A group of Vietnam’s most exclusive hotels in each of the country’s most compelling stops is working to position the destination as a brighter lure for the world’s most upscale travelers.
The five properties, including the Sofitel Legend Metropole Hanoi and The Nam Hai in Hoi An, form the foundation of a new digital platform — Quintessential Collection Vietnam — that will function as the single most important resource for affluent travelers en route to Vietnam.
The other hotels in the collection — The Reverie Saigon in Ho Chi Minh City, La Residence Hotel & Spa in Hue and Paradise Cruises on Halong Bay — each offer a best-in-class experience in their particular destination.
“Knowing where to go for the quintessential Vietnamese accommodation experience is the first best thing to know,” said Jim Sullivan, managing director of Balcony Media Group, the platform’s developer. “But what to do when she gets there, what to read before he goes, what to watch, what to listen to, who to look for — all of this essential information is going to drive the site.”
Every month, the general manager from one of the Quintessential hotels will blog on issues that matter to the 1 percent — on getting a tuxedo made in Hanoi, on reading a translation of the great epic Vietnamese poem, The Tale of Kieu, on a night at the opera, and so on.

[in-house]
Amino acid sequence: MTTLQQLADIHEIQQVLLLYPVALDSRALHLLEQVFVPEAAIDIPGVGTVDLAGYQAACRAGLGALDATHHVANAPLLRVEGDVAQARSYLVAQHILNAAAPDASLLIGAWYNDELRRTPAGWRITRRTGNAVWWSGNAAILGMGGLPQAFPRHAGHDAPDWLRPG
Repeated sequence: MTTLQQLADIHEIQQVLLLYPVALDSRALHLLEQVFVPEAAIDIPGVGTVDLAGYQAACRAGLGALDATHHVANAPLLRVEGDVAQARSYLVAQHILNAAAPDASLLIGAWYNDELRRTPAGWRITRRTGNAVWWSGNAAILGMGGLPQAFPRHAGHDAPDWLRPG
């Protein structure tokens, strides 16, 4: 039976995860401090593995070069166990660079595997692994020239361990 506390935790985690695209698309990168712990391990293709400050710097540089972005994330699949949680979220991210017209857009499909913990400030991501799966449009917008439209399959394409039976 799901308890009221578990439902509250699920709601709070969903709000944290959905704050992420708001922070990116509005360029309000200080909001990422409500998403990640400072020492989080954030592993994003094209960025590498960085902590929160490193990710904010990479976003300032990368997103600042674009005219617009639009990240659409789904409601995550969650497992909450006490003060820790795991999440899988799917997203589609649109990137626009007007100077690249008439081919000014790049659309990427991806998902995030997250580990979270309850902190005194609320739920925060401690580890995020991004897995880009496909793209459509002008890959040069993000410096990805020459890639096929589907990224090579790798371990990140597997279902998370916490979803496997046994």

The site will also feature lists on issues that matter to the 1 percent, such as where to get exactly the right martini, and what goods are exactly the goods to bring home from a trip
The site will report on what the world’s leading media are saying about Vietnam. And what activities the 1 percent may want to indulge while in country.
“The headline coming out of Vietnam, for years and years, was ‘Good Morning, Vietnam,’” said Sullivan, who wrote National Geographic’s first travel book to Vietnam. “That headline was fine for a destination that appealed to backpackers. But when a hotel starts picking up guests in a Rolls Royce limited-edition Phantom Dragon, we’re on the cusp of a very elegant evening, indeed. Good Evening, Vietnam.”